“Women of God, I have been fasting and praying for my marriage and my son but I feel like God has turned His back on me. I give my son everything; I mean everything as a mother would love to give a child. The thing is he does nothing at school. He gets punished but it still doesn’t work. He always throws his books and bag and comes home empty handed. For the last three months he has not written anything and he lies all the time. He is in grade 3. I feel like taking him to a juvenile for a month. Sometimes I feel like doing horrible things to him.”

Unsurprisingly, going through the comments a lot of focus was drawn on how the kid was acting more than why he was acting out.

Understandably so

As you could guess, the advice ranged from praying for the child, talking to the child and disciplining or punishing the kid to elicit appropriate behavior.

Appropriate, Right?

Maybe not so much

Now,

Looking at that post, the information given doesn’t explain everything, as is the case with many social media dilemmas. But there are always one or two subtexts that if given a chance to talk to the person posting, could lead you to the real problem at hand.

I picked out two that I would like to use to pass my message today:

  • “…I have been fasting and praying for my marriage…”
  • “I give my son everything; I mean everything a mother would wish to give a son.”

Let me use these two subtexts to address something that every parent needs to be aware of.

The first subtext tells us one thing: That marriage  that this grade 3 child is being raised in has some issues that this mother has been trying to fast and pray away…like many women are doing right now.

Chances are the problem is linked to abusive actions from either or both partners to each other or/and to the kids.

When I talk about abuse, I don’t just mean physical violence.

Abuse is any behavior posing a danger to or causing physical, emotional, psychological, economical, or sexual harm to a partner aiming at gaining control and power over them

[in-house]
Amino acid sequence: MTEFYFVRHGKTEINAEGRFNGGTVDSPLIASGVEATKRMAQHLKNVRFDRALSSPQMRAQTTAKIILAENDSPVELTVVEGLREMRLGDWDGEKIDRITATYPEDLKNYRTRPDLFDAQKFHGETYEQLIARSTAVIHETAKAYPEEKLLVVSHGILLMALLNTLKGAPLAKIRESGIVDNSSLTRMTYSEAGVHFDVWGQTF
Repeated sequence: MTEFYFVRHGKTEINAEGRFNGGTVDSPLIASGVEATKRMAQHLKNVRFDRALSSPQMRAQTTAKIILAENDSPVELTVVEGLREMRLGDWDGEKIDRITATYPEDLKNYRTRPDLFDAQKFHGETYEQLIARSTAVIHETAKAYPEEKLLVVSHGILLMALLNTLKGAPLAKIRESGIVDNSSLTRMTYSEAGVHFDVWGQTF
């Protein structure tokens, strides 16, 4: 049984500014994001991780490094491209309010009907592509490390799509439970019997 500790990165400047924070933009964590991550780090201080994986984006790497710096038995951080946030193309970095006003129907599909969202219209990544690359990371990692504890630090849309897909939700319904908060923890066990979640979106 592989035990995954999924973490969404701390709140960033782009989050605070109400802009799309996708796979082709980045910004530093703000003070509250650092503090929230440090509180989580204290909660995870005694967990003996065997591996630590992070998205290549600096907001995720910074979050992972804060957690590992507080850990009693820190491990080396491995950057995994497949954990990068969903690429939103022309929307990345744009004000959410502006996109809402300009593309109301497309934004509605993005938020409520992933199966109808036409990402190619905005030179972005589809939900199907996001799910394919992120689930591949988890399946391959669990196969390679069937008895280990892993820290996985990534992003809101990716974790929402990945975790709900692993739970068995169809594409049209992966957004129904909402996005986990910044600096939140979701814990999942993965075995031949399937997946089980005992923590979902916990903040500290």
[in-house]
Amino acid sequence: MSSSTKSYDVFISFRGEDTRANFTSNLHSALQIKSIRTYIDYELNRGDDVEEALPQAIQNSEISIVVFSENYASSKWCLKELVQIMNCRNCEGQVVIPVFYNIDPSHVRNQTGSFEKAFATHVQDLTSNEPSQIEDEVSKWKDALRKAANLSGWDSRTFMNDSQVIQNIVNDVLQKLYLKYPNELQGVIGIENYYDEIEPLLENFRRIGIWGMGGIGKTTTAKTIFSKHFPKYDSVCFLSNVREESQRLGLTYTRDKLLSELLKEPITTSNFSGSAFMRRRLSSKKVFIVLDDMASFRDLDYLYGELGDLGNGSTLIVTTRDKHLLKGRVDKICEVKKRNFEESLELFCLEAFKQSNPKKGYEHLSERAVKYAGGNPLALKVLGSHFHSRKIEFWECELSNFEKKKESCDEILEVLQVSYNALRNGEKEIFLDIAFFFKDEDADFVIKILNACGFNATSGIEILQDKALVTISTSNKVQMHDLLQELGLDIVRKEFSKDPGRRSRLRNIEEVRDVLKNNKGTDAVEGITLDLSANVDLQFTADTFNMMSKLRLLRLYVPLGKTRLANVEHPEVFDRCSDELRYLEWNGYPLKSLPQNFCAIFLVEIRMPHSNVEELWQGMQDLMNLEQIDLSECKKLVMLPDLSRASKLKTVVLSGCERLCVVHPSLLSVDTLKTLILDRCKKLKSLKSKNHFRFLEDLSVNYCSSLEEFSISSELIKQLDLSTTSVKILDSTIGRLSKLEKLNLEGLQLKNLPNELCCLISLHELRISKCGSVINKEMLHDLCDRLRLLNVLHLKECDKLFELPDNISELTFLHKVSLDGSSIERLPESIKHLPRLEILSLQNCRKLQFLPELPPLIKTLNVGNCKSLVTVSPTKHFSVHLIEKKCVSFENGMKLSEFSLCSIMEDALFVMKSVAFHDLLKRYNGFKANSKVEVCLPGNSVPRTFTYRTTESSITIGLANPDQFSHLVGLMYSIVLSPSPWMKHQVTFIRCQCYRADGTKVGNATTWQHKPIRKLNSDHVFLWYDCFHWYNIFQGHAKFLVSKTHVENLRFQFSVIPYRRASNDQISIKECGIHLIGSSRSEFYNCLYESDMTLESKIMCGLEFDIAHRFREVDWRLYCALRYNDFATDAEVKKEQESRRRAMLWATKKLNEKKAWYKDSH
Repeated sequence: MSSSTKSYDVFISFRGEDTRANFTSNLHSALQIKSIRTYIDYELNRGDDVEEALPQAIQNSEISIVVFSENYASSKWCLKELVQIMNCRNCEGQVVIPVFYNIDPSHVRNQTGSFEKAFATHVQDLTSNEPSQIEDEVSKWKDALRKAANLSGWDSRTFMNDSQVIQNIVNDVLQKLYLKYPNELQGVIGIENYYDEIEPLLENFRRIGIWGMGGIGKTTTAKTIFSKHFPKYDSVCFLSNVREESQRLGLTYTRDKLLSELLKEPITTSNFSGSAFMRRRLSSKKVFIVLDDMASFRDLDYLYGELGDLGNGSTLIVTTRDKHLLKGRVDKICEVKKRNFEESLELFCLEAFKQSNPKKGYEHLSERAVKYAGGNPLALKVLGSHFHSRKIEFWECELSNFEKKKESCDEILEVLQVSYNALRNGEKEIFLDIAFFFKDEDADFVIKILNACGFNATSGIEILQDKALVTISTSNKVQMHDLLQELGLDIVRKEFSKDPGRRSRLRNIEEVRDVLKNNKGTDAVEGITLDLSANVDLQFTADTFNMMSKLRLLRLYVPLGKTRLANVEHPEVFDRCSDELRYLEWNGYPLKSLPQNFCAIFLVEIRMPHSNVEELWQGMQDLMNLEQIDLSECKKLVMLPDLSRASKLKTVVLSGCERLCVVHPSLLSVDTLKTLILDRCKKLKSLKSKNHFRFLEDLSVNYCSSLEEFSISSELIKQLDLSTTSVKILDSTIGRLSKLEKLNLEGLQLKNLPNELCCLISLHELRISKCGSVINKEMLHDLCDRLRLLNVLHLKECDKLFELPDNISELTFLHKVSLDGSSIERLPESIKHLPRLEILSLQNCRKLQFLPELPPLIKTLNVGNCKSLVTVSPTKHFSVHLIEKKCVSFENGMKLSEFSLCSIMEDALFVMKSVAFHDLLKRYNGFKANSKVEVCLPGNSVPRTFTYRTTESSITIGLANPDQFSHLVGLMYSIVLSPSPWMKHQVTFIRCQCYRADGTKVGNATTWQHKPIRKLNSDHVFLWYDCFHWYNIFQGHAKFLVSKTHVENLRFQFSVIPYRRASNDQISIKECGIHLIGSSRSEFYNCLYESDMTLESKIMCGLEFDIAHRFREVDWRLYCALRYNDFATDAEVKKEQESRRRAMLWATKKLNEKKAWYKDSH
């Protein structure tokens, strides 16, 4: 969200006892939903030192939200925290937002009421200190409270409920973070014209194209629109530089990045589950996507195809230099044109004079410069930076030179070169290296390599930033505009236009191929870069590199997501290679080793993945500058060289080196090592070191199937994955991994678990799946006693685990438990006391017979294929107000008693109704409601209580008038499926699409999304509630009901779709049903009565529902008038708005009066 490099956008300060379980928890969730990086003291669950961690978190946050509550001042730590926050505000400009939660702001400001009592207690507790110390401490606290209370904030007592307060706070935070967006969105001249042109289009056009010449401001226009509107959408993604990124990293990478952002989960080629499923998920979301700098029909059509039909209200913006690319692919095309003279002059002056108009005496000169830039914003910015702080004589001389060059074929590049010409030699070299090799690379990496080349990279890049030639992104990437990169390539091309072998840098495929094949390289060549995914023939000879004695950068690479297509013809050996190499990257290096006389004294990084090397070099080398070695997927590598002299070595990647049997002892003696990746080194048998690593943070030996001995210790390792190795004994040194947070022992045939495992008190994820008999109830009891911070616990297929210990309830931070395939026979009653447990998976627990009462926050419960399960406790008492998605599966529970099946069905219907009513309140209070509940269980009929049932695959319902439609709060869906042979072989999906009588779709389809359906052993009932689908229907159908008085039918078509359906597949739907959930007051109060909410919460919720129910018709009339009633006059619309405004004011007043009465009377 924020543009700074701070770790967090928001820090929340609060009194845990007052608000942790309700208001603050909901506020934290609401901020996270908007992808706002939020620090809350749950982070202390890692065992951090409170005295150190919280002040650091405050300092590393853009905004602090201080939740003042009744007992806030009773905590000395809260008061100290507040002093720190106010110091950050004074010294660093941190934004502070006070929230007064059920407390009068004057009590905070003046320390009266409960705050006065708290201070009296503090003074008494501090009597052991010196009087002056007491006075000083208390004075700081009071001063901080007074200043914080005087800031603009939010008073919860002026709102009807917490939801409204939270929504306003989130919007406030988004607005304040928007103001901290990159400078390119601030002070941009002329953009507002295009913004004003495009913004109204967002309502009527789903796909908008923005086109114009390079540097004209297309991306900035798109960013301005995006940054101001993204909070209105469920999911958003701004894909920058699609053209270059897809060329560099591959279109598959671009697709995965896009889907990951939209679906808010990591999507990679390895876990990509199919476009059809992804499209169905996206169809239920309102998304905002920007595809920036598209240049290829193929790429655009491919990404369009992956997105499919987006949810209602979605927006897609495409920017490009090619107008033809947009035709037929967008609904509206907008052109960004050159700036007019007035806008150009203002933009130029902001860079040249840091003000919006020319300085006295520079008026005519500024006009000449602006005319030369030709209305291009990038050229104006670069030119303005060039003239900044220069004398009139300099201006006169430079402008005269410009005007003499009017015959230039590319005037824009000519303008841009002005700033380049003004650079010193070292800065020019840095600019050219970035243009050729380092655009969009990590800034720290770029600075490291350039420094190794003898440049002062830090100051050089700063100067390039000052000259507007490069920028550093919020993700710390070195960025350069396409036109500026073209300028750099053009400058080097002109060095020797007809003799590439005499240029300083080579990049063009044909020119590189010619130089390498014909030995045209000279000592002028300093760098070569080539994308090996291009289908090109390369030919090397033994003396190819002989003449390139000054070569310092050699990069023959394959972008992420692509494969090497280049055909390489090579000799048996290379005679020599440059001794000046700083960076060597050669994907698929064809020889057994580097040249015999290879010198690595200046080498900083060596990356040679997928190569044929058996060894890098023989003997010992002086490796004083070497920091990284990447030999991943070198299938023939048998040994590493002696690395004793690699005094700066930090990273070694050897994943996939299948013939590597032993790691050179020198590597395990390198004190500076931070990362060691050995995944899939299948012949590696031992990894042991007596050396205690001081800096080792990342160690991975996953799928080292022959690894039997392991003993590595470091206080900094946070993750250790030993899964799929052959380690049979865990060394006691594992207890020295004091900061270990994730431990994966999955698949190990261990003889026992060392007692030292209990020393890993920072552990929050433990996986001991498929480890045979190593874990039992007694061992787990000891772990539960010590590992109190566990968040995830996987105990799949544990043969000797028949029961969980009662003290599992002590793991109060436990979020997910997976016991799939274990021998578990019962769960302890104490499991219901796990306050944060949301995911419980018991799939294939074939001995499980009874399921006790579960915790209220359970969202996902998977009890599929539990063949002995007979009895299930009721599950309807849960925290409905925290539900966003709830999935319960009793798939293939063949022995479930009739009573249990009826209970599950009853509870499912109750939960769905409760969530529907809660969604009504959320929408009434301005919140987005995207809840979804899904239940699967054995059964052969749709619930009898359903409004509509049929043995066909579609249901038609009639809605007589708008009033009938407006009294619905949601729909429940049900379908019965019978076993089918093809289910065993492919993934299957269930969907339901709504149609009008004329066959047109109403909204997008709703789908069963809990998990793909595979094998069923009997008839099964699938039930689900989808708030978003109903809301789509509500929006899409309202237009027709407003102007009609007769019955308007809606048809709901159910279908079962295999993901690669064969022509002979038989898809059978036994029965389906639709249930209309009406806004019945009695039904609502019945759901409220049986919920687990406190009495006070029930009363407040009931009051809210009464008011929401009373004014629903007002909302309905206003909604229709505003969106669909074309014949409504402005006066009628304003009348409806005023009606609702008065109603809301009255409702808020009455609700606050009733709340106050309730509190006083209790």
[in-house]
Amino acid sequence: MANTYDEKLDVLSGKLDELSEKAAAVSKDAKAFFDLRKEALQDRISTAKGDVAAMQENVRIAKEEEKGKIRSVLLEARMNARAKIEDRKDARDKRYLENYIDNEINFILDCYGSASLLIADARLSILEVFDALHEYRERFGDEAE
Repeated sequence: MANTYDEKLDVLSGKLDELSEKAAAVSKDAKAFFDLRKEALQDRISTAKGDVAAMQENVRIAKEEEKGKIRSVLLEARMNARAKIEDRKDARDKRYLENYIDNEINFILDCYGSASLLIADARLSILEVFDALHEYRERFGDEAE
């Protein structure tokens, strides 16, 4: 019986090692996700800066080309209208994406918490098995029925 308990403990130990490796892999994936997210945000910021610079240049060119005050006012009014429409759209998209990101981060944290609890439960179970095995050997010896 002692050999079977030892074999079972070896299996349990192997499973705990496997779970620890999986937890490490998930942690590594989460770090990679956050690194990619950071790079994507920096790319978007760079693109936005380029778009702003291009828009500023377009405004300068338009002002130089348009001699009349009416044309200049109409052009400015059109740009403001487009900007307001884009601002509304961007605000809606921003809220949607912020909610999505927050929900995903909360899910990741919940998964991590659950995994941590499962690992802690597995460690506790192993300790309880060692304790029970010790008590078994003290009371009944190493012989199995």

See,

Home environment has profound effect on any child’s wellbeing.

From birth, how parents interact with each other establishes the home environment for the child. Relationship between a father and a mother has long lasting effects on the child/children.

According to Dr. Nicholas Zill’s Psychology research, problems in parental relationships often lead to child’s problems in school and their social life. This is how you get behaviors like avoiding school, lying, being aggressive with peers…

Urban Child institute puts it this way; a problematic home environment can disrupt a child’s brain stress response system, interfere with the quality of caregiving a child receives eventually tampering with their healthy development.

This can lead to the following developmental problems:

  • Poor language development
  • Behavioral problems; they start acting out, withdraw to themselves
  • Short attention span leading to poor school performances and attendance
  •  They resort to using manipulation to get what they want or get away with things for example lying or throwing tantrums
  • Deficits in school readiness
  • They may use violence and aggression to express themselves